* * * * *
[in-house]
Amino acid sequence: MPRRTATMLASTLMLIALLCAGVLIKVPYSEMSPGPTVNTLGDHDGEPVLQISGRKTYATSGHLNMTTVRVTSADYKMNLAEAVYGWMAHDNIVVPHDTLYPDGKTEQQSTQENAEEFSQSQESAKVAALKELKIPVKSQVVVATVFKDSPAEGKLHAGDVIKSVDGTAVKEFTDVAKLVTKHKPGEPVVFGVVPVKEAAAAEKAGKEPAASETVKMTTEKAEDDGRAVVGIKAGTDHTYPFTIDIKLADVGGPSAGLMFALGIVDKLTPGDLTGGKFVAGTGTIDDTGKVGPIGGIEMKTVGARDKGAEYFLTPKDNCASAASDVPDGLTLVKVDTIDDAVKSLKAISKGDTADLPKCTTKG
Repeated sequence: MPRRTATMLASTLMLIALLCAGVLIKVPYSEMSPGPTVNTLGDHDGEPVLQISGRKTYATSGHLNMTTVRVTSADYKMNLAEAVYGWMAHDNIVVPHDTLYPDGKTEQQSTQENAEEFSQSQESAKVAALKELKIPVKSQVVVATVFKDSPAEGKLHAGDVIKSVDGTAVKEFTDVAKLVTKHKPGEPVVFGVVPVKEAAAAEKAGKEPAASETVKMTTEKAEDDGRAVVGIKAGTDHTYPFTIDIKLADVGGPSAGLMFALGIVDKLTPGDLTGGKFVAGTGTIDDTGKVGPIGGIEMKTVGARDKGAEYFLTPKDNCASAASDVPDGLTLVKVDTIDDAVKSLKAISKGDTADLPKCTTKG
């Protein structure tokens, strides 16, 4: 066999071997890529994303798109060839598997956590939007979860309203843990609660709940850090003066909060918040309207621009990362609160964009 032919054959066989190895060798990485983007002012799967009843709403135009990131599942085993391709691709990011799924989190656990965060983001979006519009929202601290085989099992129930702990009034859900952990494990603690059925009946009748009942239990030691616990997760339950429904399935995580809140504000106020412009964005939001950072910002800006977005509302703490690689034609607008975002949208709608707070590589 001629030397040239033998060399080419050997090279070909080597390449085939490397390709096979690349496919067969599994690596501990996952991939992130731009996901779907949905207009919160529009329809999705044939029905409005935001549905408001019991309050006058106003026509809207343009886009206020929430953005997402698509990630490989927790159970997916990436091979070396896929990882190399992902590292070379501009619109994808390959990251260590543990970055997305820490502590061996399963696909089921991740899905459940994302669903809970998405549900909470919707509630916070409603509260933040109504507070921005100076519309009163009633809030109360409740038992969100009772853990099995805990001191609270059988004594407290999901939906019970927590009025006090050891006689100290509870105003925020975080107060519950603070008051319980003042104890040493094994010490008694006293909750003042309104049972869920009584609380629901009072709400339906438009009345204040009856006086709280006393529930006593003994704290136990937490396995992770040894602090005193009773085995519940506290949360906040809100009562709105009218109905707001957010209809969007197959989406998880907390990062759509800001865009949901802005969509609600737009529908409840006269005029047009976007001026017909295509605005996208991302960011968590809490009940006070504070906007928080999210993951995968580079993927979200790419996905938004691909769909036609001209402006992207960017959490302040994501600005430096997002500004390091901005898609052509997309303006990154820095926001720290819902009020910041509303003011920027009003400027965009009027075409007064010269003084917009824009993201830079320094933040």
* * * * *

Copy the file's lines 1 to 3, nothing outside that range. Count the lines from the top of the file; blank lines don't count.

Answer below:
[in-house]
Amino acid sequence: MPRRTATMLASTLMLIALLCAGVLIKVPYSEMSPGPTVNTLGDHDGEPVLQISGRKTYATSGHLNMTTVRVTSADYKMNLAEAVYGWMAHDNIVVPHDTLYPDGKTEQQSTQENAEEFSQSQESAKVAALKELKIPVKSQVVVATVFKDSPAEGKLHAGDVIKSVDGTAVKEFTDVAKLVTKHKPGEPVVFGVVPVKEAAAAEKAGKEPAASETVKMTTEKAEDDGRAVVGIKAGTDHTYPFTIDIKLADVGGPSAGLMFALGIVDKLTPGDLTGGKFVAGTGTIDDTGKVGPIGGIEMKTVGARDKGAEYFLTPKDNCASAASDVPDGLTLVKVDTIDDAVKSLKAISKGDTADLPKCTTKG
Repeated sequence: MPRRTATMLASTLMLIALLCAGVLIKVPYSEMSPGPTVNTLGDHDGEPVLQISGRKTYATSGHLNMTTVRVTSADYKMNLAEAVYGWMAHDNIVVPHDTLYPDGKTEQQSTQENAEEFSQSQESAKVAALKELKIPVKSQVVVATVFKDSPAEGKLHAGDVIKSVDGTAVKEFTDVAKLVTKHKPGEPVVFGVVPVKEAAAAEKAGKEPAASETVKMTTEKAEDDGRAVVGIKAGTDHTYPFTIDIKLADVGGPSAGLMFALGIVDKLTPGDLTGGKFVAGTGTIDDTGKVGPIGGIEMKTVGARDKGAEYFLTPKDNCASAASDVPDGLTLVKVDTIDDAVKSLKAISKGDTADLPKCTTKG